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George and Lennie, two extraordinary characters in Of Mice and Men, Similar yet very different. Both Lennie and George rely on their friendship to survive. Lennie depends on his friendship with George to make the correct desisions. George relies on the friendship he has with Lennie in order to plan for the future. While Lennie depends on George, in some ways George depends on Lennie. For example, despite George’s impatience and annoyance with Lennie, and his remarks about how easy his life would be without him, George would lead a much harder life.
George always explains to Lennie what is correct and incorrect and makes sure that Lennie behaves. Finally, in order for George to have a future in mind, George needs Lennie.
George and Lenny both shared the same type of hard work, and both of them lacked friendship in their lives. Both George and Lenny want something more in life – they are both dreamers. Their similarities lay below the surface where they appear different.
George is a small, quick man with well-defined features. A migrant ranch worker, George dreamt of one day saving enough money to buy his own place and be his own boss, living off of the land. The hindrance to his objective is his mentally handicapped companion, Lennie, with whom he has traveled and worked since Lennie’s Aunt Clara, whom George knew, died. The majority of George’s energy is devoted to looking after Lennie, whose blunders prevent George from working toward his dream, or even living the life of a normal rancher.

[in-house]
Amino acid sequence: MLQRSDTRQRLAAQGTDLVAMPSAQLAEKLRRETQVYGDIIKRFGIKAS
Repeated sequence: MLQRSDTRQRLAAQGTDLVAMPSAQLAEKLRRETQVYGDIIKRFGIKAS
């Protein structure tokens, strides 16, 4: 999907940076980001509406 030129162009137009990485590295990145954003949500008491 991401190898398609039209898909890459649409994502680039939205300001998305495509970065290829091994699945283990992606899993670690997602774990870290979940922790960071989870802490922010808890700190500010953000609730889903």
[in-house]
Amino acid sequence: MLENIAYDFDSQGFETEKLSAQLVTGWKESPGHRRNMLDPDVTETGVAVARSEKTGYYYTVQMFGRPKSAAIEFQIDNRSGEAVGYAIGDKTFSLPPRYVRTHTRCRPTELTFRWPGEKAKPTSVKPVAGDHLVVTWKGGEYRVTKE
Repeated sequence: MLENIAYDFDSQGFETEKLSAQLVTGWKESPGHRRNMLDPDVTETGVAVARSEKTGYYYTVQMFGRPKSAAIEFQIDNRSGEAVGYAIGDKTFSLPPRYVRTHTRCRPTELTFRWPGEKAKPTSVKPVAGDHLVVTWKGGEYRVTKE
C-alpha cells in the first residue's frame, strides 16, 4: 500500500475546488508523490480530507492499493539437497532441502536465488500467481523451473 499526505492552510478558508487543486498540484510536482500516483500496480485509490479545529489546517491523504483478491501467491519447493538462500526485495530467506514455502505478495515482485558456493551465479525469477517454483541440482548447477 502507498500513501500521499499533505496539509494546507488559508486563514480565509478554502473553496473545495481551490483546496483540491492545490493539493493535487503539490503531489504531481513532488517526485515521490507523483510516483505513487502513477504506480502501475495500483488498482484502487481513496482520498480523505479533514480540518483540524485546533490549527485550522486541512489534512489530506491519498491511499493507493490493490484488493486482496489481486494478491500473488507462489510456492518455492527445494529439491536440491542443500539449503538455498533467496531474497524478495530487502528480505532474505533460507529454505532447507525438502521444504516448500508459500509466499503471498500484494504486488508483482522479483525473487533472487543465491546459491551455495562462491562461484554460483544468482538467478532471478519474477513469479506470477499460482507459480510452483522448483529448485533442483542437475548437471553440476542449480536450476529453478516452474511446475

Thus, George’s conflict arises in Lennie, to whom he has the ties of long- time companionship that he so often yearns to break in order to live the life of which he dreams. This tension strains George into demonstrating various emotions, ranging from anger to patience to sadness to pride and to hope.
George’s companion, the source of the novel’s conflict. Lennie, enormous, ungainly, and mentally slow, is George’s polar opposite both mentally and physically. Lennie’s ignorance and innocence and helplessness, his childish actions, such as his desire to pet soft things, contrast his physical bulk, making him likeable to readers. Although devoid of cruel intentions, Lennie’s stupidity and carelessness cause him to unwittingly harm animals and people, which creates trouble for both him and George.
Lennie is tirelessly devoted to George and delights in hearing him tell of the dream of having a farm, but he does not desire the dream of the American worker in the same way that George does. His understanding of George’s dream is more childish and he grows excited at the possibility of tending the future rabbits, most likely because it will afford him a chance to pet their soft hides as much as he wishes. Nevertheless, a dream is a dream, different for everyone, and George and Lennie share the similar attribute of desiring what they haven’t got.
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